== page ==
Guzman dives into “taboo” topics straight away. She uncovers the imbalance between the male and female in our Latin culture. “Boys are very much celebrated,” said Guzman. While girls “ learn to be ashamed of our bodies…we grow up not celebrating who we are, our essence,” said Guzman.

Guzman explains that in our culture the daughter is raised to recognize her role as “la sirvienta”. Latina girls are taught to always remember their duties in the home.

Guzman challenges this old time expectation of servitude. The times are changing, not only must the Latina change but her role in society must also accommodate her newfound identity. First things come first, explained Guzman. “If the center of the family is healthy then everything around you will become healthier,” said Guzman. To ensure the prosperity of the family the woman must make herself “whole and well”.

Guzman’s growth and response to change is evident in the two added chapters of her new book. She sheds light on the “Elephant[s] in our living rooms”.  Just as the first edition, she tackles subjects that are considered unmentionable, one being depression and the other domestic violence. She touches on these subjects because she feels Latinas “ don’t take it seriously” said Guzman.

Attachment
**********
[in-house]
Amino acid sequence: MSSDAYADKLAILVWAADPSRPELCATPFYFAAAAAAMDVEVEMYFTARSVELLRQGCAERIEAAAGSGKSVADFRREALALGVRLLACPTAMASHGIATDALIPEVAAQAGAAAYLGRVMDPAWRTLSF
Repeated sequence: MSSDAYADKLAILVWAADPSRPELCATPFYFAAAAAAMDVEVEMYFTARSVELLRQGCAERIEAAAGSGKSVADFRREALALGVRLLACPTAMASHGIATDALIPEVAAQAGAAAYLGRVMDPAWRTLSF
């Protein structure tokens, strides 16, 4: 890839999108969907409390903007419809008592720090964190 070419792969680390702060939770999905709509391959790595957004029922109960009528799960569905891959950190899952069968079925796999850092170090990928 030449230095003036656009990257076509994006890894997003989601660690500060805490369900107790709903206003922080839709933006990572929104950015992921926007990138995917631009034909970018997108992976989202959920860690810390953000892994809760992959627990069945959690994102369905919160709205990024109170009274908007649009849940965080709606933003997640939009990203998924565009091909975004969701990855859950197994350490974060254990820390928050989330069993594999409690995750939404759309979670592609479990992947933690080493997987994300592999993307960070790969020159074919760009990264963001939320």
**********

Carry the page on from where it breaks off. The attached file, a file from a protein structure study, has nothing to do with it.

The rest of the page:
“Washington Heights is the epicenter for domestic violence,” said Guzman. Right here, in uptown Manhattan “domestic and dating violence” is occurring. She then goes on to share a frightening reality: “80% of domestic violence takes place in our homes and is completely legal”. The reason for this Guzman goes on to explain is because “…extreme jealousy is very much a part of our Latin lives”.

All of these assertions put into question our very own community here in uptown. The verbal abuse endured and the encouragement of the macho man attitude must come to an end. The reason? Latina women “ are exquisite, divine and beautiful”. And “ I will be honored as the queen that I am,” said Guzman proudly. Her last piece of advice before beginning the reading was “ Never go out with cabrones”.